Community finance: social loans for your social enterprise
The Guardian, by Ben Hughes
With £145m lent to social ventures last year, Community Development Finance Institutions (CDFIs) are leaders in providing financial services. The Community Development Finance Association (CDFA) represents them, and at our annual conference last week keynote speeches from the business secretary Vince Cable and minister for communities and local Government Don Foster highlighted some uncomfortable truths. The most notable was that no one knows what CDFIs are. This needs to change.
Community finance isn’t new. CDFIs have pioneered the delivery of fair and affordable finance to social ventures unable to access finance from banks for over ten years. They’ve lent over £830m to almost 3,500 social ventures since 2004. In addition, CDFIs also provide access to credit to businesses in disadvantaged communities and households facing financial exclusion. They drive economic growth and stimulate community action.
You may well have heard of CDFIs such as Charity Bank and Triodos – both CDFA members – specialising in lending large amounts to large scale projects. But we have other members across the UK offering a mix of finance to social ventures. They provide credit to social enterprises for the likes of working capital, equipment purchase and other business operation support.
From a large scale wind farm in Avonmouth to a small community childcare scheme in Hull, CDFIs invest in worthwhile projects, large and small. Our members provide a local service; they know their communities and provide specialist support and advice in addition to finance. With interest rates offered between 5-19% (typically 8%), charges reflect the level of risk offset by the social and economic value of the investments made.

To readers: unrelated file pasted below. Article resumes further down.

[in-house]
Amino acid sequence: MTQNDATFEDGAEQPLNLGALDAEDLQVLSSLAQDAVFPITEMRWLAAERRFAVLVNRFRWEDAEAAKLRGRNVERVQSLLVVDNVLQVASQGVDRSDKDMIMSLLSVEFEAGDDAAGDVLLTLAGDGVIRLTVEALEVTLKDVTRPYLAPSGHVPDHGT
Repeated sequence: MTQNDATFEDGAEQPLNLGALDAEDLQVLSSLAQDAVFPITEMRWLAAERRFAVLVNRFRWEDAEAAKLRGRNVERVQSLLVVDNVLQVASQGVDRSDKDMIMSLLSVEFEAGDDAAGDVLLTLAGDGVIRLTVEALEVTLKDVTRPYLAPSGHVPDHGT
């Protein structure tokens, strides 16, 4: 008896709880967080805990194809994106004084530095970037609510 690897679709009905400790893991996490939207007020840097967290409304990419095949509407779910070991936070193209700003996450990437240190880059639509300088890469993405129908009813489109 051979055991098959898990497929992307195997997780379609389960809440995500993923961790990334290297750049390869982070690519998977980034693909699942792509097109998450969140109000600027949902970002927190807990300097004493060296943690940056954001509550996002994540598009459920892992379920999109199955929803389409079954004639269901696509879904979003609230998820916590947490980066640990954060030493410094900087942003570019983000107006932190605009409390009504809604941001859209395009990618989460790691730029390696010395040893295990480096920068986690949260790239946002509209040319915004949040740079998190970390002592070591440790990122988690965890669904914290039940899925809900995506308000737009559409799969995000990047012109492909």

While banks pull down the shutters, demand for community finance grows: Enquiries this year have soared by 88% on 2011. Last week business secretary Vince Cable announced a £60m fund for CDFIs, using funds from the Regional Growth Fund, Unity Trust Bank and Co-operative Bank to help meet some of this demand. Whilst this is a welcome boost for CDFIs lending to businesses and social enterprises, £60m accounts for only four months of CDFI lending, and does not support community finance for households currently using high cost credit.
Our vision is the provision of access to credit to every social enterprise, business and household. To achieve this, community finance needs to be at the heart of the financial services sector.
Social enterprises can help us to help you by spreading the word: vote with your feet and talk with a CDFI next time your social enterprise – or small business, or household – needs access to ethical, affordable finance.
Spreading the word about community finance will also go a long way in attracting capital into the sector and scaling up our members’ operations. Tell other social enterprises about community finance. Lobby your local MP for support. There will be a CDFI in your region that needs your help to grow, allowing them to further distribute wealth throughout your community.
Now is the time for community finance.